DOMA and Prop 8 at the Supreme Court: What today’s decisions mean for you
It’s a historic day today in the US. Exactly 10 years after its Lawrence vs. Texas decision that essentially legalized being gay here, the US Supreme Court issued significant rulings on the two same-gender marriage cases before it:
1 – The US Supreme court struck down a key provision of the Defense of Marriage Act (DOMA), finding Section 3, the ban on federal benefits for married same-gender couples, unconstitutional.
2 – The US Supreme Court dismissed an appeal to the decision rendering Proposition 8 unconstitutional based on lack of standing. Prop 8 prohibited same-gender couples from marrying in California, and it has been involved in legal challenges ever since it passed in 2008. The stay in the order rendering it unconstitutional should be lifted soon.
What do these rulings mean for business, for you as a same-gender employee or for your same-gender colleagues? With the caveat that I’m not a lawyer, below is my interpretation:
What does this mean?
You or your colleagues in same-gender partnerships in California who wish to get married will be able to be married.
Only a procedural issue remains for the 9th Circuit court to dismiss the appeal after the US Supreme Court sends them formal notice of today’s decision. After that, you can go to the county clerk to ask for a marriage license. There are some questions as to whether all jurisdictions in California are required to issue marriage licenses, or whether some can refuse to and bring their own cases through the courts. However, the state has indicated that counties that refuse to abide will face legal action from the state.
This has immediate ramifications for many colleagues I know who have been waiting to marry their loved ones. We’ll hear lots of wedding bells and wedding planning should become a discussion at many workplaces.
Your same-gender marriage is now federally recognized if you married in one of the 13 states + DC that allow it:
- New Hampshire
- New York
- Rhode Island
- District of Columbia
- And now, once again, California
Legally married same-gender couples may now receive federal benefits.
See an overview of over 1,000 federal benefits previously denied to same-gender couples: http://www.thetaskforce.org/reports_and_research/GAO_benefits.
Legally married same-gender couples will now file federal taxes as “married.”
As one of the authors on the Supreme Court blog at http://www.scotusblog.com/ said: “Perhaps for the first time ever, many people will be eager to file their taxes next April 15.” Depending on your tax situation, you may need to take a look at adjusting your withholdings.
The health insurance benefits that spouses of same-gender employees receive should no longer be considered taxable income, as it had been until today. A growing number of businesses opted to fix this inequity themselves by “grossing up” wages to make up for lost income due to that taxation. In my understanding, these should no longer be necessary if this taxation is ceased.
If you are married, you *should* be able to sponsor your same-gender foreign national for a green card here in the US.
See for discussion: http://firstread.nbcnews.com/_news/2013/06/26/19153847-doma-decision-a-win-for-lgbt-immigration-rights-advocates
This has huge ramifications for colleagues I know personally who have to live apart from their partners. Will it also affect your company’s H1 visa process?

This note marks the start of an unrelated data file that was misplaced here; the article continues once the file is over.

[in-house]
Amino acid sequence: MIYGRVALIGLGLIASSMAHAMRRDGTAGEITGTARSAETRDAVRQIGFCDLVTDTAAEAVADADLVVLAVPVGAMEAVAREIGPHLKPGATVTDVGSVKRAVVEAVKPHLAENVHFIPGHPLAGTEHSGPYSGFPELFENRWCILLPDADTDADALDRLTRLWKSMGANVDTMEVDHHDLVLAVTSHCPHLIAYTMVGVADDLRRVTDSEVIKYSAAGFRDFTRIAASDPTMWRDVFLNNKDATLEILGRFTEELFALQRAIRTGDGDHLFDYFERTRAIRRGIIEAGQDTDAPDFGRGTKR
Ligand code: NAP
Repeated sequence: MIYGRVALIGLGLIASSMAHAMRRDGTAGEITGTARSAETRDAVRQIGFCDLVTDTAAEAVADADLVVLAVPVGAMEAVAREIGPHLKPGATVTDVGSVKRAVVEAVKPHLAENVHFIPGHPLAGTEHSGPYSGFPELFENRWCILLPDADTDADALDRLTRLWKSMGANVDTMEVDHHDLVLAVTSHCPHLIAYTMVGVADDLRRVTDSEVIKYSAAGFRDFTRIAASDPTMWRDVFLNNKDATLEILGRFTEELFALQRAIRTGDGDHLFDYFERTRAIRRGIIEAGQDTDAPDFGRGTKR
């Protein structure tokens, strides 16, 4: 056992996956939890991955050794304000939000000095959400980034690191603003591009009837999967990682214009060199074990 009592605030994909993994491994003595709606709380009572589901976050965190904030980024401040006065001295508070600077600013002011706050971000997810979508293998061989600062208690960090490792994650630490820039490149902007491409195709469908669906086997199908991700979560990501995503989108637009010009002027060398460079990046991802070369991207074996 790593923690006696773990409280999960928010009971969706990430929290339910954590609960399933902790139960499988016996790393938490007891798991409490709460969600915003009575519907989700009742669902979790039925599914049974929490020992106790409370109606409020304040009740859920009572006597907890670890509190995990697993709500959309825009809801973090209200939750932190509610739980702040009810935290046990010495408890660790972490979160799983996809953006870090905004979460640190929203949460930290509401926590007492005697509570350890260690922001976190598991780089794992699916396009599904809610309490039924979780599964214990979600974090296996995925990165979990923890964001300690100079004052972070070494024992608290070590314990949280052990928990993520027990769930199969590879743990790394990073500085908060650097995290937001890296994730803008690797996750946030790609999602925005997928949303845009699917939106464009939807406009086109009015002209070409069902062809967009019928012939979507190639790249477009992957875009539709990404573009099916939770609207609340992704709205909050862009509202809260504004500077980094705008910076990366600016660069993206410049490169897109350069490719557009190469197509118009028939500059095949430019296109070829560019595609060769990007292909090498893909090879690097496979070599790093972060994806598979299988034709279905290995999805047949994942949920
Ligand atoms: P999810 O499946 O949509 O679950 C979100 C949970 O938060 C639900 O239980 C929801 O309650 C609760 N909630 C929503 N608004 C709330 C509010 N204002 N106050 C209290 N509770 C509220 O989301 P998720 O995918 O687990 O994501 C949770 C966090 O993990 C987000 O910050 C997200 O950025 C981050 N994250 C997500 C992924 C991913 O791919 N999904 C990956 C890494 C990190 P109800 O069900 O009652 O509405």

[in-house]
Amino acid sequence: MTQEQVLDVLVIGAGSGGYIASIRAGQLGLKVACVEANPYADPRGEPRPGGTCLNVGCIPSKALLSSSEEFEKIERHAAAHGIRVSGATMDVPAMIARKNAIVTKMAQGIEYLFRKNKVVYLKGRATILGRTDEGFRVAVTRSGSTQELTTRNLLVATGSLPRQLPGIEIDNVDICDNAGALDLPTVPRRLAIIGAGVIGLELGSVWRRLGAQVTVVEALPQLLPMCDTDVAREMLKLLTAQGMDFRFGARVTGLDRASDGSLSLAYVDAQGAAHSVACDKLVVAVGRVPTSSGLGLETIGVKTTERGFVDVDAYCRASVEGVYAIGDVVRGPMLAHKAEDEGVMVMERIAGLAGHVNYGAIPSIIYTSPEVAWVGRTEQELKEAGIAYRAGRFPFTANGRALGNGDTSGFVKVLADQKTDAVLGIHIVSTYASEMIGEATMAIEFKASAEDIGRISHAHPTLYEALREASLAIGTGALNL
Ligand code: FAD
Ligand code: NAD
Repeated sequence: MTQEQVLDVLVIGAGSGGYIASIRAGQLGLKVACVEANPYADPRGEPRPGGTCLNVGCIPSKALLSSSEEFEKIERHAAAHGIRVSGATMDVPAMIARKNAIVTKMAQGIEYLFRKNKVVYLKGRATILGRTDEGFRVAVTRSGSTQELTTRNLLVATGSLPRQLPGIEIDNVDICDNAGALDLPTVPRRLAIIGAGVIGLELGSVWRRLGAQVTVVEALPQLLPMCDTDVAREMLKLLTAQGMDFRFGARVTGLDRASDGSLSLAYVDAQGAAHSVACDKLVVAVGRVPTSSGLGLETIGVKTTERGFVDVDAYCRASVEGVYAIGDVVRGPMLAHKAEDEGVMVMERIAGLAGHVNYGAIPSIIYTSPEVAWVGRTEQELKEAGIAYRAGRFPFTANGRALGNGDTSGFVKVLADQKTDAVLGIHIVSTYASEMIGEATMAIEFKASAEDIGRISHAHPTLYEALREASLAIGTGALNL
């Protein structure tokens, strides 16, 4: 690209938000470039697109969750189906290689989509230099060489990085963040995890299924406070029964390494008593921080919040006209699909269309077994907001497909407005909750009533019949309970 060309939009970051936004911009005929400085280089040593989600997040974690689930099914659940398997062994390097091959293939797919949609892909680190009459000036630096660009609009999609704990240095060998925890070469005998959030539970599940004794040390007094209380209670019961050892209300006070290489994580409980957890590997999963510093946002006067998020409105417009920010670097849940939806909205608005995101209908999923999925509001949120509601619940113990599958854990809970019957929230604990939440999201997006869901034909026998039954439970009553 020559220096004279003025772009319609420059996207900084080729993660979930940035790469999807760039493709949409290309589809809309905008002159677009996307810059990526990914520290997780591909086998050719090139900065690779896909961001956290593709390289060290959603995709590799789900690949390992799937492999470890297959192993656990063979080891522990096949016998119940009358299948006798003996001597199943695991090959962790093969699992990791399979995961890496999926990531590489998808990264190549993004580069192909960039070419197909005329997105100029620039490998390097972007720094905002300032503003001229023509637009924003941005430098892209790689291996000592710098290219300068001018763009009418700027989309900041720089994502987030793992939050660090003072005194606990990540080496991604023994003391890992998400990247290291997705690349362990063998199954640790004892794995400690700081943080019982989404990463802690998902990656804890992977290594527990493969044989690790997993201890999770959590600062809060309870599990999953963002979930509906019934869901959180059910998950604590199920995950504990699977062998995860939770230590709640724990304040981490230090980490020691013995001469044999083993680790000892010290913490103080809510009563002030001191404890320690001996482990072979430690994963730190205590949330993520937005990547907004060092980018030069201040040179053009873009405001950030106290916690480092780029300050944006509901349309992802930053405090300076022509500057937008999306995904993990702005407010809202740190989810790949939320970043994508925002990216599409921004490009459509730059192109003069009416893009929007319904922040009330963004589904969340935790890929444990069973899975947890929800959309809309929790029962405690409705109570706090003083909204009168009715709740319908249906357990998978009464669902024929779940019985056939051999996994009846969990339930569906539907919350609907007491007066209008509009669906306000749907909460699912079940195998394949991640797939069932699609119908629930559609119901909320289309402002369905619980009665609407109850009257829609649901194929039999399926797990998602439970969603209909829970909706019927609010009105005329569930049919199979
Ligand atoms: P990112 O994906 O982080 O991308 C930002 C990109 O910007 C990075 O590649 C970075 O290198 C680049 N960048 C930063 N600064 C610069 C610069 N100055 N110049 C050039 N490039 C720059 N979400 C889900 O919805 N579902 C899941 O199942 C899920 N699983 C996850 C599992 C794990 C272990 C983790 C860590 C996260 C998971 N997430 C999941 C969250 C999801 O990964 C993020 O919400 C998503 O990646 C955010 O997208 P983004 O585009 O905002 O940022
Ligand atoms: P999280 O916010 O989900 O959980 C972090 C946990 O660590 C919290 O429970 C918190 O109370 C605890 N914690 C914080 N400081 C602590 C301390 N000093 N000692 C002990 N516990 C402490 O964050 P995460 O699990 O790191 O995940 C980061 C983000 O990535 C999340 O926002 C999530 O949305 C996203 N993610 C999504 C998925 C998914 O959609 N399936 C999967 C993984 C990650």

What does this NOT mean?
You can’t get married if you live in a state that does not allow same-gender marriage.
There are only 13 states plus DC that now allow this right. Today’s decisions do nothing to require more from other states. HOWEVER, as a colleague points out:
LGBT people who live in states that don’t allow same-gender marriage, like Pennsylvania (the head of SAP America), can get married by going to other states that do – for example, Delaware and New York are just a short drive away. You can get married in one of those states, receive full federal recognition, and continue to live in Pennsylvania. Another option is to have a ceremony in Pennsylvania, and before or after have a civil ceremony in one of those other states.
The situation could be legally complicated for businesses and should certainly keep evolving.
This has nothing to do with ENDA – the Employment Non-discrimination Act.
In 29 of 50 U.S. states, it is still legal to terminate an employee for being lesbian, gay or bisexual. Pennsylvania, where the headquarters of SAP America are located, is one of those states. In addition, in 38 of 50 U.S. states, it is legal to terminate an employee for being transgendered.
To be clear, it is against SAP policy to discriminate based on sexual orientation or gender identity.
It’s not clear whether all the federal benefits of marriage will now be enjoyed by married same-gender couples – even some of those I’ve mentioned in the section above – which may be subject to further litigation.
- Legally murky areas of federal benefits still need to be addressed.
- Legally confusing situations between states that do allow marriage and those that either don’t or downright prevent recognition of same-gender marriages in their own or other states will continue.
- The conversation will continue.
- My colleagues and I will celebrate today. Feel a bit more secure in our families. And continue to work hard tomorrow.
Feel free to let me know in the comments if I’ve misrepresented anything. And thank you for being here!
Here’s Wikipedia for the background on today’s cases:
NOTE: I had to go through and change terminology throughout to “same-gender” even though that’s not the preferred term — to avoid spamtrapping…
San Francisco’s Castro district after the decision this morning. Expect a huge celebration tonight.
San Francisco city hall today